Re: [ElectionIntegrity] Re: Conference call on federal legislation?

From: Barbara Simons <simons_at_acm_dot_org>
Date: Sat Nov 18 2006 - 14:46:40 CST

Dear Suzanne,

I think you are mistaken about Common Cause. Common Cause has been
talking with computer scientists. We know about Vote-PAD, and many of
us have been encouraging election officials to purchase it. Common
Cause also knows about the AutoMark and Populex ballot generating
systems that have Accessible Voter Verified Paper Ballots. DREs by
contrast "verify" what is on the screen, not necessarily what is stored
inside the computer.

Do you know Noel Runyan? He is a blind computer scientist who has done
some very impressive analyses of ways in which DREs are inadequate or
even unusable for people with disabilities. Noel is also a big
advocate of Vote-PAD.

Having precinct based optical scan paper ballot systems combined with
Vote-PAD, the AutoMark, or the Populex machines together with mandatory
random manual audits and no secret software would go a long way towards
reforming voting in the United States. There are many questions still
that would need to be answered, such as how to make sure that the
selections for the audits are truly random, determining who is in
charge of the audits, deciding what percentage should be audited
(possibly a function of the size of the vote), and determining how much
of a discrepancy should trigger a total manual recount. (A one vote
discrepancy among 500,000 ballots cast strikes me as too demanding a
threshold, but I don't know what an appropriate threshold might be).

In the battle against nuclear power fought a couple of decades ago, the
Union of Concerned Scientists used a very clever and ultimately
effective strategy. They did not attempt to eliminate nuclear power
plants. Instead, they demanded stronger and stronger security. As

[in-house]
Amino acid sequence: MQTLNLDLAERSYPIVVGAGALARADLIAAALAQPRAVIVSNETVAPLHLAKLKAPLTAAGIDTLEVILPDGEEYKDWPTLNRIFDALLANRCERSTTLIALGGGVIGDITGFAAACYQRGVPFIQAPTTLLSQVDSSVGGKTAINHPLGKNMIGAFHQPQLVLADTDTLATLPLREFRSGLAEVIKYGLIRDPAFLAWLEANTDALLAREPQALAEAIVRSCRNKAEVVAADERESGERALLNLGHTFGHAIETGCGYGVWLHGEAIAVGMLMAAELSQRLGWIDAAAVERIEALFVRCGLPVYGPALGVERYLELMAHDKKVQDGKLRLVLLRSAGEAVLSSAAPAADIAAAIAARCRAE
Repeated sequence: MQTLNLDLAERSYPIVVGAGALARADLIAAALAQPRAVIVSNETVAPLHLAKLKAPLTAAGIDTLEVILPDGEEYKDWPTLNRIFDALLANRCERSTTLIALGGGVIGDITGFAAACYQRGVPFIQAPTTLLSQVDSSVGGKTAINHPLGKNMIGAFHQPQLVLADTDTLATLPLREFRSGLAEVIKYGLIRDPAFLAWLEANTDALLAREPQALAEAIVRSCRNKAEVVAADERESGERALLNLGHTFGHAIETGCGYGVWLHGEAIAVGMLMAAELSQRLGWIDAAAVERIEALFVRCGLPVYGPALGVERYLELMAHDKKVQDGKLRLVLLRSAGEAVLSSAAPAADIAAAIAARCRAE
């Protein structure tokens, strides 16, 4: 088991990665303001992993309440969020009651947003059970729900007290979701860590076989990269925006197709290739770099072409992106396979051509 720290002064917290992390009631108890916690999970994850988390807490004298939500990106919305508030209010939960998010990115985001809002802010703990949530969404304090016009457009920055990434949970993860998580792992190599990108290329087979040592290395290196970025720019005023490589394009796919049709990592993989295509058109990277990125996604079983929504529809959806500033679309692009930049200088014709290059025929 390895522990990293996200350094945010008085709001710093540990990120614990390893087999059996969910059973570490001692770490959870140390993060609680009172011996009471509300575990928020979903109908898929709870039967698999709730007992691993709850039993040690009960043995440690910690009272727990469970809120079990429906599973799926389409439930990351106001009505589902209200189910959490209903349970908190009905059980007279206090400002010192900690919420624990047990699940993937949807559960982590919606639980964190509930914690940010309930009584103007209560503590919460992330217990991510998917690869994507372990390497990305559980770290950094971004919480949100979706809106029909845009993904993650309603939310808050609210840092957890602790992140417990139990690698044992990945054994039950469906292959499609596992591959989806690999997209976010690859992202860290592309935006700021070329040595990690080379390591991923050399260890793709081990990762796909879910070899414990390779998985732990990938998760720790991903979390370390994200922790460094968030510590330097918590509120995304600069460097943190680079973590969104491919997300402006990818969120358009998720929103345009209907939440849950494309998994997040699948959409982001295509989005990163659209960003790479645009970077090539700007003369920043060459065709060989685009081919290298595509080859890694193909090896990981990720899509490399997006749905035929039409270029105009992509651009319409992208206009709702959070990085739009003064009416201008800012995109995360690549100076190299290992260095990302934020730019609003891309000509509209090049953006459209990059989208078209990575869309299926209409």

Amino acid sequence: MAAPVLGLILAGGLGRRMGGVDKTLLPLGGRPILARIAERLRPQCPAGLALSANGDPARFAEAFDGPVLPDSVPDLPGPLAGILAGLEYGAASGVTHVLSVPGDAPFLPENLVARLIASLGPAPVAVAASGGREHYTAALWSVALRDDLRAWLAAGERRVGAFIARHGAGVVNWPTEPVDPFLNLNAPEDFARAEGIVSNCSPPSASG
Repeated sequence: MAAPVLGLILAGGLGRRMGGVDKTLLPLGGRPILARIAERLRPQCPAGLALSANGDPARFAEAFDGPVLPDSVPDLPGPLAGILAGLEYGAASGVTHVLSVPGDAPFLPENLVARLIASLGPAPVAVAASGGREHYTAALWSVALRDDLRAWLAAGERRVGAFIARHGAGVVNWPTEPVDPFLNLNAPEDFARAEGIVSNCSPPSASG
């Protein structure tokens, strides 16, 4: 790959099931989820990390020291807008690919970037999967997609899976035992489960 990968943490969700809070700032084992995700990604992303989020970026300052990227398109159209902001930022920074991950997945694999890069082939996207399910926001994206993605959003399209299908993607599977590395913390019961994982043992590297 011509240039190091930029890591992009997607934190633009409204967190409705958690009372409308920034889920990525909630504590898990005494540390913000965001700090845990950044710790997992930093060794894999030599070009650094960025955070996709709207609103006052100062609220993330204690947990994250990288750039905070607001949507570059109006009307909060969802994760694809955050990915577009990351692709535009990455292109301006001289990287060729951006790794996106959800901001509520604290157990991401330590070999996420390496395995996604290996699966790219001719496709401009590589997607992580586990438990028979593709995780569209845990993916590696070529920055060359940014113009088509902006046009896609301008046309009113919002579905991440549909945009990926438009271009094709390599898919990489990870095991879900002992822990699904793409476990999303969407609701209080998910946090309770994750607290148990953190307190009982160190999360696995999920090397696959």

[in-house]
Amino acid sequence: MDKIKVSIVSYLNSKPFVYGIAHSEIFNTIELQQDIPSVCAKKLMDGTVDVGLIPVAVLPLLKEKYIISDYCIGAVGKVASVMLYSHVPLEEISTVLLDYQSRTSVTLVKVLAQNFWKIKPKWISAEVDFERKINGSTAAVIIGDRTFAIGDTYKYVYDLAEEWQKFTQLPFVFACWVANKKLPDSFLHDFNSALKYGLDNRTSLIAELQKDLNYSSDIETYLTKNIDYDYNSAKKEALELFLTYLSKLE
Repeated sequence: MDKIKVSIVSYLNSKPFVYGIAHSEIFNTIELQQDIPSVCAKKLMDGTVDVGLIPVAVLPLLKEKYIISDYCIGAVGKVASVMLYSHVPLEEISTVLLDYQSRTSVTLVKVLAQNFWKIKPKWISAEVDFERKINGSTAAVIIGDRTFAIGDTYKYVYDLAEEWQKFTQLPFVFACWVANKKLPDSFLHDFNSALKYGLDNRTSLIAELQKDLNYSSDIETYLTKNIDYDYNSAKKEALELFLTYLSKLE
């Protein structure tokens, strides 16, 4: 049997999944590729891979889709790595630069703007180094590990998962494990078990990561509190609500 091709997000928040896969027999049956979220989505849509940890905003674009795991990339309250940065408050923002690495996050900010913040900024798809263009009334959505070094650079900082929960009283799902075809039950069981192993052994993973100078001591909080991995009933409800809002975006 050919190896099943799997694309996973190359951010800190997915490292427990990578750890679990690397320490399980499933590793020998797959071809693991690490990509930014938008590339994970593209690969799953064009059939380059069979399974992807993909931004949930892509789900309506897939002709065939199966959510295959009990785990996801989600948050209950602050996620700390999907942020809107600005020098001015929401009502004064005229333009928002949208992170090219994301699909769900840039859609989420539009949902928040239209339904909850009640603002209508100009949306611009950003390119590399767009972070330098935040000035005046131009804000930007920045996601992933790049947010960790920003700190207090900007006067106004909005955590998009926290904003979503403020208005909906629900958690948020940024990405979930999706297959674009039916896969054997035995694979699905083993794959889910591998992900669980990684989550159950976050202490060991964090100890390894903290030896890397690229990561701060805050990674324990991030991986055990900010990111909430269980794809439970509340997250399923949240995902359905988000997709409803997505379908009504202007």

their demands were implemented in law, nuclear power plants became
financially infeasible. That is why none has been built in the US for
a generation.

I believe that a similar thing is happening with DREs. If you try
head-on to eliminate them, you'll get tremendous push-back. But it
becomes harder for the opposition to fight if you make demands, such as
public software, that are easy to defend. Diebold et al absolutely
don't want their software made public, because it's so damn insecure
and poorly written - as we know from numerous studies that have been
made of Diebold. I expect that the other software vendors (eg the mess
in Sarasota and elsewhere in Florida with ES&S DREs) have equally lousy
software - or worse. Exposing them to the light of day will, I think,
have a significant impact.

So, we are on the same side in this struggle. The debate is over
strategy. Instead of rejoicing that the Holt bill may have a chance of
passing in the next Congress and trying to help with improving those
areas in which it is weak, some people on these lists seem upset with
the prospect of passage. I understand the desire for paper ballots,
but meanwhile we all have to worry about the 2008 election. If the
Holt bill does not pass, I believe that in 2008 a large percent of the
country will be voting on DREs in states in which there is no mandatory
audit or, even worse, in which there are significant obstacles put in
the way of doing an audit.

Regards,
Barbara

On Nov 18, 2006, at 12:13 PM, Suzanne wrote:

> I wasn’t going to post to the whole group until it was absolutely
> necessary, but, in good conscience, I can not remain silent.  One
> reason why Common Cause is so adamant about DRE’s is that they
> erroneously believe that DRE’s are the only accessible means for
> people with disabilities to cast an independent and private vote.  As
> a blind voter, I know that is not the case.  With the Vote-Pad, even a
> deaf-blind person can cast an independent, private, and verifiable
> vote.  I have seen the Vote-Pad, have testified before the Wisconsin
> Board of Elections on its behalf, and would certainly be willing to
> demonstrate it before Common Cause, Representative Holt, or anyone
> else you think should see it.  
> As a blind person, I value my right to cast an independent, private,
> and verifiable  vote.  If you’ve ever had to rely on a committee
> person to cast your vote, you’d know what I mean.  Absentee ballots
> are not the answer for blind people, either, since you have to rely on
> some one else to read them , and there is a chance that the ballot
> could get thrown away by mistake.  I’ve thrown away important mail,
> thinking it was junk. 
>  But, because my right to vote is important to me, I want to make sure
> it is not going to be counted incorrectly.  I do not trust machines to
> do an adequate job.  In this situation, there really is a way to have
> your cake and eat it, too.
> Suzanne Erb
> Blind Voter

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Received on Thu Nov 30 23:17:09 2006

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